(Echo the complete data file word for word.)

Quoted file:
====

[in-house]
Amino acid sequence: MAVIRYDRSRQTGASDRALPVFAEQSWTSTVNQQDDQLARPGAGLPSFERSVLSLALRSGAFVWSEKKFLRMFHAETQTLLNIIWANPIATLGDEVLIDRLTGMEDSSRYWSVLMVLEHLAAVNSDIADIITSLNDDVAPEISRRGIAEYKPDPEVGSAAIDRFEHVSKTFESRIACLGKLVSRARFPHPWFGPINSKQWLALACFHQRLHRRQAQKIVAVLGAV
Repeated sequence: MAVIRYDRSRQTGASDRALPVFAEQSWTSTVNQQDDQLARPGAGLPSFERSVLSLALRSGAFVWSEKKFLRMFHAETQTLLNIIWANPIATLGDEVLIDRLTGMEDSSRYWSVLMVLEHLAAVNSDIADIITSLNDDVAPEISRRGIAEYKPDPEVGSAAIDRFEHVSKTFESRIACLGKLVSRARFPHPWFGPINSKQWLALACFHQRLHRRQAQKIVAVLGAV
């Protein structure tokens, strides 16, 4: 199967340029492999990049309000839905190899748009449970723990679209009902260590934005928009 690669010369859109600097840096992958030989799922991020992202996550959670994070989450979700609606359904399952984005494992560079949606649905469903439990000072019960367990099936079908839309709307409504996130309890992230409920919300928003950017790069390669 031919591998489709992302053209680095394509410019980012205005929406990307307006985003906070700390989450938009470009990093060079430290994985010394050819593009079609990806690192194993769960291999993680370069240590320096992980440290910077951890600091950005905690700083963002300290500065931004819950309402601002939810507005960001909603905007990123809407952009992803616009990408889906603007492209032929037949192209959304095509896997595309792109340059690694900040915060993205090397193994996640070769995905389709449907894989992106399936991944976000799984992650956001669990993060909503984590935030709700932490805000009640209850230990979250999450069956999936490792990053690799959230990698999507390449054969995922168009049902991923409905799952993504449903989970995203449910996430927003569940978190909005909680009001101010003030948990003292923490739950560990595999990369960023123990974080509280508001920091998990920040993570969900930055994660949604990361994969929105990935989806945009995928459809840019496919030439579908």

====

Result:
[in-house]
Amino acid sequence: MAVIRYDRSRQTGASDRALPVFAEQSWTSTVNQQDDQLARPGAGLPSFERSVLSLALRSGAFVWSEKKFLRMFHAETQTLLNIIWANPIATLGDEVLIDRLTGMEDSSRYWSVLMVLEHLAAVNSDIADIITSLNDDVAPEISRRGIAEYKPDPEVGSAAIDRFEHVSKTFESRIACLGKLVSRARFPHPWFGPINSKQWLALACFHQRLHRRQAQKIVAVLGAV
Repeated sequence: MAVIRYDRSRQTGASDRALPVFAEQSWTSTVNQQDDQLARPGAGLPSFERSVLSLALRSGAFVWSEKKFLRMFHAETQTLLNIIWANPIATLGDEVLIDRLTGMEDSSRYWSVLMVLEHLAAVNSDIADIITSLNDDVAPEISRRGIAEYKPDPEVGSAAIDRFEHVSKTFESRIACLGKLVSRARFPHPWFGPINSKQWLALACFHQRLHRRQAQKIVAVLGAV
């Protein structure tokens, strides 16, 4: 199967340029492999990049309000839905190899748009449970723990679209009902260590934005928009 690669010369859109600097840096992958030989799922991020992202996550959670994070989450979700609606359904399952984005494992560079949606649905469903439990000072019960367990099936079908839309709307409504996130309890992230409920919300928003950017790069390669 031919591998489709992302053209680095394509410019980012205005929406990307307006985003906070700390989450938009470009990093060079430290994985010394050819593009079609990806690192194993769960291999993680370069240590320096992980440290910077951890600091950005905690700083963002300290500065931004819950309402601002939810507005960001909603905007990123809407952009992803616009990408889906603007492209032929037949192209959304095509896997595309792109340059690694900040915060993205090397193994996640070769995905389709449907894989992106399936991944976000799984992650956001669990993060909503984590935030709700932490805000009640209850230990979250999450069956999936490792990053690799959230990698999507390449054969995922168009049902991923409905799952993504449903989970995203449910996430927003569940978190909005909680009001101010003030948990003292923490739950560990595999990369960023123990974080509280508001920091998990920040993570969900930055994660949604990361994969929105990935989806945009995928459809840019496919030439579908």